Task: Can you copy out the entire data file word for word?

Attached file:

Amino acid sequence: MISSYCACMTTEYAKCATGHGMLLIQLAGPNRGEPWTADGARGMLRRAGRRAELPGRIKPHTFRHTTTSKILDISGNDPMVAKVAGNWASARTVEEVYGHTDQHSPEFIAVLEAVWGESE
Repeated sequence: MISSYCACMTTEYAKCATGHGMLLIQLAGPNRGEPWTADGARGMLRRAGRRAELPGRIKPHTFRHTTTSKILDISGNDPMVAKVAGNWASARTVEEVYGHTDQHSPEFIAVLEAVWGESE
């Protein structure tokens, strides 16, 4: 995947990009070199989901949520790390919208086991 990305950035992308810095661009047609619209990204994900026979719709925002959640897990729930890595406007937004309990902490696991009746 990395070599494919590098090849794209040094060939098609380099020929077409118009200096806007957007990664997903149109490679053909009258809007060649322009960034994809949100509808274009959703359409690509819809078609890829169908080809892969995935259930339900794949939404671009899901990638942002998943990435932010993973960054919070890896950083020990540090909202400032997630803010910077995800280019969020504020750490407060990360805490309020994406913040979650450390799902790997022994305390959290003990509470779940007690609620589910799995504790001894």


Amino acid sequence: MISSYCACMTTEYAKCATGHGMLLIQLAGPNRGEPWTADGARGMLRRAGRRAELPGRIKPHTFRHTTTSKILDISGNDPMVAKVAGNWASARTVEEVYGHTDQHSPEFIAVLEAVWGESE
Repeated sequence: MISSYCACMTTEYAKCATGHGMLLIQLAGPNRGEPWTADGARGMLRRAGRRAELPGRIKPHTFRHTTTSKILDISGNDPMVAKVAGNWASARTVEEVYGHTDQHSPEFIAVLEAVWGESE
């Protein structure tokens, strides 16, 4: 995947990009070199989901949520790390919208086991 990305950035992308810095661009047609619209990204994900026979719709925002959640897990729930890595406007937004309990902490696991009746 990395070599494919590098090849794209040094060939098609380099020929077409118009200096806007957007990664997903149109490679053909009258809007060649322009960034994809949100509808274009959703359409690509819809078609890829169908080809892969995935259930339900794949939404671009899901990638942002998943990435932010993973960054919070890896950083020990540090909202400032997630803010910077995800280019969020504020750490407060990360805490309020994406913040979650450390799902790997022994305390959290003990509470779940007690609620589910799995504790001894």